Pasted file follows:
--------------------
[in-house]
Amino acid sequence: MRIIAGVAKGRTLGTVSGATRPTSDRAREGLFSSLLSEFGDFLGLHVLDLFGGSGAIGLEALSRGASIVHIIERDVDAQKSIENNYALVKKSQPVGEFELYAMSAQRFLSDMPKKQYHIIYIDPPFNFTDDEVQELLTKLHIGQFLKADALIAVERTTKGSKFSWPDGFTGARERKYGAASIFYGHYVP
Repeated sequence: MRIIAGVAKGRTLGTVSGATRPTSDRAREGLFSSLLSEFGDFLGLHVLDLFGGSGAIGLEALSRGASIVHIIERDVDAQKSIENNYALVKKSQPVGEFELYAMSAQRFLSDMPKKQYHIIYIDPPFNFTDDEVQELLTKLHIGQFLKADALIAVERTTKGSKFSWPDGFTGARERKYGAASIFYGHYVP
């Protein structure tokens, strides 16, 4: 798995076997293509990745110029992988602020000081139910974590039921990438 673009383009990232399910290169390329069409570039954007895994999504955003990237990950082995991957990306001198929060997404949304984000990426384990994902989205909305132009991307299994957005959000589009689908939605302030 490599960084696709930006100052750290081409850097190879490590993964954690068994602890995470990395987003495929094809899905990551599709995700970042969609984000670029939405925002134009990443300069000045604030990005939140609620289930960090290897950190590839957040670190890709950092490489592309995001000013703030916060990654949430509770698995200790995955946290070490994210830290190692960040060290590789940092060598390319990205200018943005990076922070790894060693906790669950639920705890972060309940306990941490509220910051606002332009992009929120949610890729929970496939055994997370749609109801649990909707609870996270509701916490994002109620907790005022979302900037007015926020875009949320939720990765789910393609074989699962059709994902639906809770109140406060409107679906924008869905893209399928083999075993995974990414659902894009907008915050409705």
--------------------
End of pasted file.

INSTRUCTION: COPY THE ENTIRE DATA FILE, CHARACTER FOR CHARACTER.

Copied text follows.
[in-house]
Amino acid sequence: MRIIAGVAKGRTLGTVSGATRPTSDRAREGLFSSLLSEFGDFLGLHVLDLFGGSGAIGLEALSRGASIVHIIERDVDAQKSIENNYALVKKSQPVGEFELYAMSAQRFLSDMPKKQYHIIYIDPPFNFTDDEVQELLTKLHIGQFLKADALIAVERTTKGSKFSWPDGFTGARERKYGAASIFYGHYVP
Repeated sequence: MRIIAGVAKGRTLGTVSGATRPTSDRAREGLFSSLLSEFGDFLGLHVLDLFGGSGAIGLEALSRGASIVHIIERDVDAQKSIENNYALVKKSQPVGEFELYAMSAQRFLSDMPKKQYHIIYIDPPFNFTDDEVQELLTKLHIGQFLKADALIAVERTTKGSKFSWPDGFTGARERKYGAASIFYGHYVP
């Protein structure tokens, strides 16, 4: 798995076997293509990745110029992988602020000081139910974590039921990438 673009383009990232399910290169390329069409570039954007895994999504955003990237990950082995991957990306001198929060997404949304984000990426384990994902989205909305132009991307299994957005959000589009689908939605302030 490599960084696709930006100052750290081409850097190879490590993964954690068994602890995470990395987003495929094809899905990551599709995700970042969609984000670029939405925002134009990443300069000045604030990005939140609620289930960090290897950190590839957040670190890709950092490489592309995001000013703030916060990654949430509770698995200790995955946290070490994210830290190692960040060290590789940092060598390319990205200018943005990076922070790894060693906790669950639920705890972060309940306990941490509220910051606002332009992009929120949610890729929970496939055994997370749609109801649990909707609870996270509701916490994002109620907790005022979302900037007015926020875009949320939720990765789910393609074989699962059709994902639906809770109140406060409107679906924008869905893209399928083999075993995974990414659902894009907008915050409705």